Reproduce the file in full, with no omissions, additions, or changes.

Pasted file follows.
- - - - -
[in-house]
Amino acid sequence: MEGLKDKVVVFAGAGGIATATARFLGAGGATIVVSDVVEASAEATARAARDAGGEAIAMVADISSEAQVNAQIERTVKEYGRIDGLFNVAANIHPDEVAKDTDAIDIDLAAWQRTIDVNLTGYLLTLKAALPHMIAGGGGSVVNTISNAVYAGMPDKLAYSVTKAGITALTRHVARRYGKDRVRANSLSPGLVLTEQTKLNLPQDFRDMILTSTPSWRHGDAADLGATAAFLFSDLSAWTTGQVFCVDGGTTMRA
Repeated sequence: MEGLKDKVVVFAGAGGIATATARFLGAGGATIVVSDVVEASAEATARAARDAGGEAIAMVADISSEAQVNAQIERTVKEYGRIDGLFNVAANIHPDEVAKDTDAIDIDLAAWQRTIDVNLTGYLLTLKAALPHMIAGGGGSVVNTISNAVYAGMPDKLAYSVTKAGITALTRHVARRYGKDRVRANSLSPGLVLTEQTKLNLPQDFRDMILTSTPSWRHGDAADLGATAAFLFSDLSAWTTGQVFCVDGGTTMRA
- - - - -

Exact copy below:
[in-house]
Amino acid sequence: MEGLKDKVVVFAGAGGIATATARFLGAGGATIVVSDVVEASAEATARAARDAGGEAIAMVADISSEAQVNAQIERTVKEYGRIDGLFNVAANIHPDEVAKDTDAIDIDLAAWQRTIDVNLTGYLLTLKAALPHMIAGGGGSVVNTISNAVYAGMPDKLAYSVTKAGITALTRHVARRYGKDRVRANSLSPGLVLTEQTKLNLPQDFRDMILTSTPSWRHGDAADLGATAAFLFSDLSAWTTGQVFCVDGGTTMRA
Repeated sequence: MEGLKDKVVVFAGAGGIATATARFLGAGGATIVVSDVVEASAEATARAARDAGGEAIAMVADISSEAQVNAQIERTVKEYGRIDGLFNVAANIHPDEVAKDTDAIDIDLAAWQRTIDVNLTGYLLTLKAALPHMIAGGGGSVVNTISNAVYAGMPDKLAYSVTKAGITALTRHVARRYGKDRVRANSLSPGLVLTEQTKLNLPQDFRDMILTSTPSWRHGDAADLGATAAFLFSDLSAWTTGQVFCVDGGTTMRA